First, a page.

Mr Dutton Cook, who has frequently furnished pleasant and readable articles respecting the Stage, in the current number of Belgravia has an agreeable essay on Stage Properties. He shows us that upon the Elizabethan stage the property man was a person of some importance, and that the stage was not so bare and deficient of aids to scenic illusion as some would have us suppose, although, of course, the manner of mounting a drama to play before good Queen Bess was a very primitive affair compared with the accessories we find at the Prince of Wales's Theatre, the Court, and elsewhere. Mr Dutton Cook says, "It is clear that rocks and steeples, trees and beacons, pictures now of Mother Redcap and now of Tasso - in plays by Munday and Drayton and Dekker - were freely brought upon the stage, in addition to such properties, in the stricter sense of the terns, as musical instruments, weapons, armour, clubs, fans, feathers, crosiers, sceptres, skins of beasts, coffins and bedsteads, bulls' and boars' heads, a chariot for Phaeton, a trident for Neptune, wings for Mercury, a mitre for the Pope, a cauldron to be employed in The Jew, of Malta, and a dragon - one of the 'terrible monsters made of brown paper' ridiculed by Stephen Gosson in 1581 - to figure in the Faustus of Marlowe, A mysterious item, 'the Moris lymes,' is supposed by Malone to refer to the limbs of Aaron the Moor in 'Titus Andronicus', who in the original play was probably tortured on the stage."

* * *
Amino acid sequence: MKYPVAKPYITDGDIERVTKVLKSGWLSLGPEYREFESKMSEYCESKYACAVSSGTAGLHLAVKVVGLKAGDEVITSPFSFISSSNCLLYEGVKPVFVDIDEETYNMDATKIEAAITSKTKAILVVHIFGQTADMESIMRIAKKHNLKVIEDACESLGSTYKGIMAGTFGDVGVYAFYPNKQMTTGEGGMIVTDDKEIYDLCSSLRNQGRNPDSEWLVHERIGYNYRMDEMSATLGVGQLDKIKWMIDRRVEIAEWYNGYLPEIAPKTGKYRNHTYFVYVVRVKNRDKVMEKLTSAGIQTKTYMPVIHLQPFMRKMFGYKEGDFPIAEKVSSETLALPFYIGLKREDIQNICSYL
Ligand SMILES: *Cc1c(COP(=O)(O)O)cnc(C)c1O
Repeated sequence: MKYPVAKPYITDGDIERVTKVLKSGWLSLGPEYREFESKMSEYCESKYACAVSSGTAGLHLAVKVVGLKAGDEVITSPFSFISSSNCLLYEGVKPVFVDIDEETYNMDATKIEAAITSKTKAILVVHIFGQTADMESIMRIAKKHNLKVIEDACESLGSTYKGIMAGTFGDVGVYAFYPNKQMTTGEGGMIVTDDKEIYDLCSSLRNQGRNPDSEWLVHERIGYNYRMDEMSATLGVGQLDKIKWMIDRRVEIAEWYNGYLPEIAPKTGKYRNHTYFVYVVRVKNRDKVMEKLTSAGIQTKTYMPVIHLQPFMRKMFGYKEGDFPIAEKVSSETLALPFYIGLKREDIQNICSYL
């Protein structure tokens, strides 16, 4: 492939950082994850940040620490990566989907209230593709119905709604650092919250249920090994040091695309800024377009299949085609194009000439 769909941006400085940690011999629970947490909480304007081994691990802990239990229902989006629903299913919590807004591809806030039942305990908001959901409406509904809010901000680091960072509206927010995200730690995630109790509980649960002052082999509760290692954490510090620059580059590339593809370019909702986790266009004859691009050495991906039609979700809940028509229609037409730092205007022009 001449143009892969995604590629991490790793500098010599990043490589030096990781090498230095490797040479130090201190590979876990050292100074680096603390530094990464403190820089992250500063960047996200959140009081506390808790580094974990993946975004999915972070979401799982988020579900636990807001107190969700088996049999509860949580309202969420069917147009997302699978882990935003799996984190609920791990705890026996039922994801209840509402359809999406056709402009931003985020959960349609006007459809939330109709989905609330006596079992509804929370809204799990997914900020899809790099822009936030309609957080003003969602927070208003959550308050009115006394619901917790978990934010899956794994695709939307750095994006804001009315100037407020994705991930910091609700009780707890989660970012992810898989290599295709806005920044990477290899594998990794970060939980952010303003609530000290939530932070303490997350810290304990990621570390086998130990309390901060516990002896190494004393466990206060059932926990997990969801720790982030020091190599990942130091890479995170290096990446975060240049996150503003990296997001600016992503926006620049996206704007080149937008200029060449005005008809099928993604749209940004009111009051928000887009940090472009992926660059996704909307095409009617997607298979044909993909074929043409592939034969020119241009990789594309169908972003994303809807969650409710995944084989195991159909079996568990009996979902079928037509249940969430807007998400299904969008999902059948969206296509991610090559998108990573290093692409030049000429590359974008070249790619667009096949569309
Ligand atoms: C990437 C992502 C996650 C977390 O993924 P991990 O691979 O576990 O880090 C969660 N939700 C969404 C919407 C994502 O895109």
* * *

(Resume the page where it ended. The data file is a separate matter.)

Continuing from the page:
In No. 42 of The Tatler, a burlesque notice is given in imitation of an auctioneer's advertisement of the closing of Drury-lane Theatre, that a "magnificent palace with great variety of gardens, statues, and waterworks, may be bought cheap in Drury-lane, where there are likewise several castles to be disposed of, very delightfully situated; as also groves, woods, forests, fountains, and country seats with very pleasant prospects on all sides of them; being the moveables of Christopher Rich, Esquire [the Manager], who is giving up housekeeping, and has many curious pieces of furniture to dispose of, which may be seen between the hours of six and ten in the evening." Some of the lots are then specified. Rather a modest list of properties, contrasted with what would be set down at the present day, especially if the catalogue included the properties employed in the production of one of Mr E. L. Blanchard's Pantomimes. Here they are: "A new moon, something decayed. A rainbow a little faded. A setting sun. A couch very finely gilt and little used, with a pair of dragons, to be sold cheap. Roxana's nightgown. Othello's handkerchief. A serpent to sting Cleopatra. An imperial mantle made for Cyrus the Great, and worn by Julius Ceasar, Bajazet, King Henry VIII., and Signor Valantini. The imperial robes of Xerxes, never worn but once. (This was an illusion to Cibber's feeble tragedy of Xerxes, which was produced at the Lincoln's Inn-fields Theatre in 1699 and permitted one performance only.) The whiskers of a Turkish bassa. The complexion of a murderer in a bandbox; consisting of a large piece of burnt cork and a coal-black peruke. A suit of clothes for a ghost, viz., a bloody shirt, a doublet curiously pinked, and a coat with three great eyelet holes upon the breast. Six elbow chairs, very expert in country dances, with six flowerpots for their partners."